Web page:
Author + information
- Received August 19, 2015
- Accepted September 17, 2015
- Published online February 1, 2016.
- aArrhythmia and Electrophysiology Unit II, Humanitas Gavazzeni Clinics, Bergamo, Italy
- bHeart & Vascular Institute, Cleveland Clinic Abu Dhabi, Abu Dhabi, United Arab Emirates
- cArrhythmia and Electrophysiology Research Center, IRCCS Humanitas Research Hospital, Rozzano, Milan, Italy
- ↵∗Reprint requests and correspondence:
Dr. Hussam Ali, Arrhythmia and Electrophysiology Unit II, Humanitas Gavazzeni Clinics, Via M. Gavazzeni 21, 24125 Bergamo, Italy.
A 68-year-old woman with permanent atrial fibrillation and a VVI pacemaker underwent catheter ablation of the atrioventricular junction. Before ablation, pacemaker interrogation confirmed correct functioning and it was programmed to VVI backup-pacing at 35 bpm. While positioning the ablation catheter adjacent to the His bundle region, and before radiofrequency application, inappropriate pacing spikes were observed on electrocardiogram recording (Figure 1A, solid arrows). Reinterrogation of the device revealed remarkable deterioration of bipolar ventricular sensing leading to intermittent loss of sensing and inappropriate ventricular pacing (Figures 1B and 1C, solid arrows). Pacing threshold, lead impedance, and fluoroscopic position of the lead were all unchanged and optimal.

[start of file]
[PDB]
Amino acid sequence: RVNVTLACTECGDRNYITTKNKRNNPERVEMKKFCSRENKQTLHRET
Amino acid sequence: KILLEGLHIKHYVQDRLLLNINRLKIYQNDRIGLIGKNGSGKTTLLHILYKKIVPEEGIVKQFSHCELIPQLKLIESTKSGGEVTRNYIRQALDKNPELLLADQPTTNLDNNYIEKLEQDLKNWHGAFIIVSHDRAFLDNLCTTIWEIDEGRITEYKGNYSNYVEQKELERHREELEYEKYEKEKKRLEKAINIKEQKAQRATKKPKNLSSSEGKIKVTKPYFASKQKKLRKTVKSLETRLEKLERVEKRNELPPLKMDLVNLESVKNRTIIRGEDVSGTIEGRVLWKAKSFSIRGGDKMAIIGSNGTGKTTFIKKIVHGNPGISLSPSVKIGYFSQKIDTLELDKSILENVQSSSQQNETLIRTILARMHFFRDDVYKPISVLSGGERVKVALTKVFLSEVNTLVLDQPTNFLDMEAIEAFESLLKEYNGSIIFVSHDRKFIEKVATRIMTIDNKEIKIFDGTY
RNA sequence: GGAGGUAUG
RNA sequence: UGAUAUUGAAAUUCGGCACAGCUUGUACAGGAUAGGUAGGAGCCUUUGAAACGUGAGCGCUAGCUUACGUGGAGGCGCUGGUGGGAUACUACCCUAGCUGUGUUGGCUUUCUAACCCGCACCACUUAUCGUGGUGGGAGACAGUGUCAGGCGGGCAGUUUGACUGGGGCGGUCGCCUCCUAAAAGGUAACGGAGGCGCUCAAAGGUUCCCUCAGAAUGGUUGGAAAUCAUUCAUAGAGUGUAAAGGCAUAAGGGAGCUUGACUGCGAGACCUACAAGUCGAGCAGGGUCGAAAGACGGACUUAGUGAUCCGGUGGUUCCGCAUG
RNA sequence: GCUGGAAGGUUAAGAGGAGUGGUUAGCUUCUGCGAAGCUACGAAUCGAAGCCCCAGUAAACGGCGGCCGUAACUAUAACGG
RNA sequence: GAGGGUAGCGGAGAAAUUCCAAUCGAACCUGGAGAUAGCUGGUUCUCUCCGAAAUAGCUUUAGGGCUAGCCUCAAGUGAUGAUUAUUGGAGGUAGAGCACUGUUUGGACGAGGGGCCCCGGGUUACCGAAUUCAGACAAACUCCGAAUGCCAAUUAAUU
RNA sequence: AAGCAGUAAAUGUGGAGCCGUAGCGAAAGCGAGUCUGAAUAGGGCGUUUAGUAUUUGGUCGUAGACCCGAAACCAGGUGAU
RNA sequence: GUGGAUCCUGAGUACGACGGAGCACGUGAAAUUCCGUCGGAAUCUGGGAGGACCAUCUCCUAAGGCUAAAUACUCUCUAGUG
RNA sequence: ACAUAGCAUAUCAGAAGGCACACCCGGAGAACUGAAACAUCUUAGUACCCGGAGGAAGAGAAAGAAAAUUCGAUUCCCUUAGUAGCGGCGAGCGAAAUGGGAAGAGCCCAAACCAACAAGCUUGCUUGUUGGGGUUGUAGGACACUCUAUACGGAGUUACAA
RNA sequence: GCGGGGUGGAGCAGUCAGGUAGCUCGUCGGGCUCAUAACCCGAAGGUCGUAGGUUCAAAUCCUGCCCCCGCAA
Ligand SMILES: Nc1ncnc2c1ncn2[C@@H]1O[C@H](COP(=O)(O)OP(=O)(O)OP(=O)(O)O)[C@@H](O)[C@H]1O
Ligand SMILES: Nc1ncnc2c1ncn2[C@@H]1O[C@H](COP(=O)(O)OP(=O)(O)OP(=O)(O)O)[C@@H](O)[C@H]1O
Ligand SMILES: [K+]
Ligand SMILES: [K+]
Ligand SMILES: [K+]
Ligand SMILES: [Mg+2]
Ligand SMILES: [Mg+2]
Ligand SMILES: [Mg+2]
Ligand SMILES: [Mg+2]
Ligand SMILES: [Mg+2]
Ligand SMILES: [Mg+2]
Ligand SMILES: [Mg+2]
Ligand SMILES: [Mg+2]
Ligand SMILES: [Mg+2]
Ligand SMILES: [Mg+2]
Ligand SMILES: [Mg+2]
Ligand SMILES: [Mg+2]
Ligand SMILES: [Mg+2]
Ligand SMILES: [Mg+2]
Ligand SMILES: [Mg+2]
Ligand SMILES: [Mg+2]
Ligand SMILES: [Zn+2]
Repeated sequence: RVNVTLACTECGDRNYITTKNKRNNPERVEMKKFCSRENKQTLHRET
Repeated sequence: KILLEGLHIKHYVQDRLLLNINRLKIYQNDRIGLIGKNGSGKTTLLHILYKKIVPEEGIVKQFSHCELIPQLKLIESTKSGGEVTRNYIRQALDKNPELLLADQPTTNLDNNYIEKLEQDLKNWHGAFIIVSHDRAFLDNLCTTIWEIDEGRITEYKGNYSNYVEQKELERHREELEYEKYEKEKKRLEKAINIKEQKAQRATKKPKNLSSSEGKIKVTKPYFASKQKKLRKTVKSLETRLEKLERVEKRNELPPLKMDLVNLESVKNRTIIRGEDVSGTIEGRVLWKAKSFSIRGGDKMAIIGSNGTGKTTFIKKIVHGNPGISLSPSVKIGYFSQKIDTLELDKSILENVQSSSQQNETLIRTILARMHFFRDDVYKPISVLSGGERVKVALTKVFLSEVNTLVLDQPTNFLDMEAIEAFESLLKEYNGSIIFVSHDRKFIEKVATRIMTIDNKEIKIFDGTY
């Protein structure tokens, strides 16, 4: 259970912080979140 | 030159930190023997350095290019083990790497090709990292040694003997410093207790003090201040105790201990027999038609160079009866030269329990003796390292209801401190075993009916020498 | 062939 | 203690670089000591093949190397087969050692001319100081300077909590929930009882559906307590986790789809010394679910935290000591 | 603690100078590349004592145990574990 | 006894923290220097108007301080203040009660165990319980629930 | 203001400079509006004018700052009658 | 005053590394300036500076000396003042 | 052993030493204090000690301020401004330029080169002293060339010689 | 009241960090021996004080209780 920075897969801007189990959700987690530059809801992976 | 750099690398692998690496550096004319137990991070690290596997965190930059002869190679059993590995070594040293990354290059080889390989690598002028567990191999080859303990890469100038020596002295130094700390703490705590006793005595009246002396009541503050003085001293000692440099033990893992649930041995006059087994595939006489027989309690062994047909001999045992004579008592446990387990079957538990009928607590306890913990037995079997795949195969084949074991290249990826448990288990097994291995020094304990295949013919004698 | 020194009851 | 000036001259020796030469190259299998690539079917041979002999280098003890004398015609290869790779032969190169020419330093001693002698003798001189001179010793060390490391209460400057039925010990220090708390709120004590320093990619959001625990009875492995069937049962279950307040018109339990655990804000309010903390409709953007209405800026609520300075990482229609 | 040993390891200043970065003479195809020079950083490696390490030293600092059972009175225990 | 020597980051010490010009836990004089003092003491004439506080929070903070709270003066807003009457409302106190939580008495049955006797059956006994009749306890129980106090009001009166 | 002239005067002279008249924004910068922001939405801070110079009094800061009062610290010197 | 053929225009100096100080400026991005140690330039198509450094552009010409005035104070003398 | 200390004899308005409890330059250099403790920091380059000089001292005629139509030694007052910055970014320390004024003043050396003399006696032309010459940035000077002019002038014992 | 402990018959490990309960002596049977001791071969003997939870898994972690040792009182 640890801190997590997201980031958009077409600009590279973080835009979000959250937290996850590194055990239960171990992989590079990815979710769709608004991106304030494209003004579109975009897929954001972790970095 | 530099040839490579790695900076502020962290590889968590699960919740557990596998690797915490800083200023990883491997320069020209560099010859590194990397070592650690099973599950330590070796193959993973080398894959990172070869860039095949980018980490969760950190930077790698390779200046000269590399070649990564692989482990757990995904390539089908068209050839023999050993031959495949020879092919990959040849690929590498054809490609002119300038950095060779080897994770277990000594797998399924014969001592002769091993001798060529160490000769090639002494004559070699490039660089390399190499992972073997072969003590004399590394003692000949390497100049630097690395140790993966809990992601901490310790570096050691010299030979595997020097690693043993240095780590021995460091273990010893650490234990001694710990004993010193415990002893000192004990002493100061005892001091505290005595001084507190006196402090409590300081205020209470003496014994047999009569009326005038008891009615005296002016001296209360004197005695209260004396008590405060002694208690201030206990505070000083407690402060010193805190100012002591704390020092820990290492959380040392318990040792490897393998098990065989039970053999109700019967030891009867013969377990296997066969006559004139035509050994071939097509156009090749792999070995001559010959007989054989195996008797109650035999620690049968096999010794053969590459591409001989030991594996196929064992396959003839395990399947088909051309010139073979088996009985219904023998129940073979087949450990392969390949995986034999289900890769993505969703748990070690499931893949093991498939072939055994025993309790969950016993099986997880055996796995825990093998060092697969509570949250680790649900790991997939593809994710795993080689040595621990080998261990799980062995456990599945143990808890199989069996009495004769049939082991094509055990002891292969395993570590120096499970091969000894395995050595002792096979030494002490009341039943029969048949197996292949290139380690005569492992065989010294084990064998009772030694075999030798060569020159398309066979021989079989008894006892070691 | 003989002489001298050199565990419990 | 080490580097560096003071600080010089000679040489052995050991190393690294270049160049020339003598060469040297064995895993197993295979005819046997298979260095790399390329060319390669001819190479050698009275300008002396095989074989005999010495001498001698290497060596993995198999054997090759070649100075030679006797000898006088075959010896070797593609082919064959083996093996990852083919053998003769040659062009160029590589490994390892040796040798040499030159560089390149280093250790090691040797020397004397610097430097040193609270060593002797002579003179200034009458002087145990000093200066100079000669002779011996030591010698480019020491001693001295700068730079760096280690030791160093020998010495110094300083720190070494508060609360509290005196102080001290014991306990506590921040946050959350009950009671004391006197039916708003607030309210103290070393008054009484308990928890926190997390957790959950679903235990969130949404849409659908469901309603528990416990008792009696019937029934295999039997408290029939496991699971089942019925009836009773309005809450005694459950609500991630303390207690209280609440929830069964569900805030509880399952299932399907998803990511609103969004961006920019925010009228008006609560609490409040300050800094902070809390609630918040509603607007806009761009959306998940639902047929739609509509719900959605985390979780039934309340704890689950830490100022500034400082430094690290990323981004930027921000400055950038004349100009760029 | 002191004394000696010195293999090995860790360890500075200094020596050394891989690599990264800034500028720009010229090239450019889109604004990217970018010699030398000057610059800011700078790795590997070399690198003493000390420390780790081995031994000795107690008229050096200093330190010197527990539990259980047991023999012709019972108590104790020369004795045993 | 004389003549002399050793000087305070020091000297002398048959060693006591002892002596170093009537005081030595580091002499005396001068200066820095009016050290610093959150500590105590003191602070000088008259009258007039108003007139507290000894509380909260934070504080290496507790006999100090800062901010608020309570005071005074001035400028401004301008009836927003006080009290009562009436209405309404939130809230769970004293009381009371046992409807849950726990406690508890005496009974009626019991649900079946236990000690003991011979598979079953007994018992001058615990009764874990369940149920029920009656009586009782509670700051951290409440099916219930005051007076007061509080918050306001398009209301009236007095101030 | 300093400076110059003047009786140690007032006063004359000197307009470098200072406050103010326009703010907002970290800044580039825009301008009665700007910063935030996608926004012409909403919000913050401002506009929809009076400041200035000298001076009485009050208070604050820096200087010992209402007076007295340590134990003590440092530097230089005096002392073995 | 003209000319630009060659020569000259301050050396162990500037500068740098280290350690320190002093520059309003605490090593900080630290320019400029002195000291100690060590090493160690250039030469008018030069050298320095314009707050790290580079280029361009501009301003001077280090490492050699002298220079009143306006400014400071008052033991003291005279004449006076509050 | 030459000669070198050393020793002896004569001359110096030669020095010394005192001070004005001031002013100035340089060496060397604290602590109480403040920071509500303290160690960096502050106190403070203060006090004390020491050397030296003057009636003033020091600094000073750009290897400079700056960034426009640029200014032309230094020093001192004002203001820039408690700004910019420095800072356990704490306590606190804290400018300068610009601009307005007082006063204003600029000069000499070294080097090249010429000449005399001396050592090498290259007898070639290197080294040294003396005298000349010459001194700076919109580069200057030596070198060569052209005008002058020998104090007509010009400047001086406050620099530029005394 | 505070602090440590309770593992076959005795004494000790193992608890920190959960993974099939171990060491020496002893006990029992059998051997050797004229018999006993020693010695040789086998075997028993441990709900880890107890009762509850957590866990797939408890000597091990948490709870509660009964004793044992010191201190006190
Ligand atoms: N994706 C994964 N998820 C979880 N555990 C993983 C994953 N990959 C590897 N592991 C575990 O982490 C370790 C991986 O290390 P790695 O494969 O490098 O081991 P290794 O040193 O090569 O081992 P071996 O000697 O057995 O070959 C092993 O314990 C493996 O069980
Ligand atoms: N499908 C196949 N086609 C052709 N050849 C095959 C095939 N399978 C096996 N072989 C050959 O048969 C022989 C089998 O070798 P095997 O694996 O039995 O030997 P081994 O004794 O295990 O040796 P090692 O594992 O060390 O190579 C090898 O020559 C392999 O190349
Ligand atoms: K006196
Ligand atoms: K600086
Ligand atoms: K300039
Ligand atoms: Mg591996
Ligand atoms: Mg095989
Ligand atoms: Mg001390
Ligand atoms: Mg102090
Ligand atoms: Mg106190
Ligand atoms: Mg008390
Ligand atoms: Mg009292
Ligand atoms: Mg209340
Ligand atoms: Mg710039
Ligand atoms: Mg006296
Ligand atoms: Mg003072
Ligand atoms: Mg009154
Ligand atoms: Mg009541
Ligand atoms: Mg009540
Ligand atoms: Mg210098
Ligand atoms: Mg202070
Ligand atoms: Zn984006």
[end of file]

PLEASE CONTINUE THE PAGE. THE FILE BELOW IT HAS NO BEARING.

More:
Interestingly, this device malfunction occurred immediately after the appearance of a mechanically induced right bundle branch block (RBBB). The consequent change of impulse direction, to a more perpendicular vector relative to the ventricular lead dipole, reduced markedly the bipolar voltage (Figures 1D and 1E). Noteworthy, ventricular sensing of likely premature beats (asterisks in Figures 1B and 1C) was not affected, apparently because the proximal RBBB did not influence their propagation pattern. After a short observation period, RBBB recovered and so did the bipolar ventricular sensing. Theoretically, unipolar sensing would not be affected by RBBB because the unipolar voltage is known to be independent of impulse direction (1). However, this sensing configuration is inappropriate in pacing-dependent patients.
Finally, this case highlights that RBBB could affect bipolar ventricular sensing with consequent pacemaker malfunction. In pacemaker patients, electrophysiologists should consider this potential phenomenon when performing ablation adjacent to the RBBB or if a new RBBB develops in any clinical scenario: spontaneously, rate-dependent, or during antiarrhythmic drug therapy. Careful device interrogation, and reprogramming when needed, is prudent to avoid potential device malfunction in these cases.
All authors have reported that they have no relationships relevant to the contents of this paper to disclose.
- Received August 19, 2015.
- Accepted September 17, 2015.
- American College of Cardiology Foundation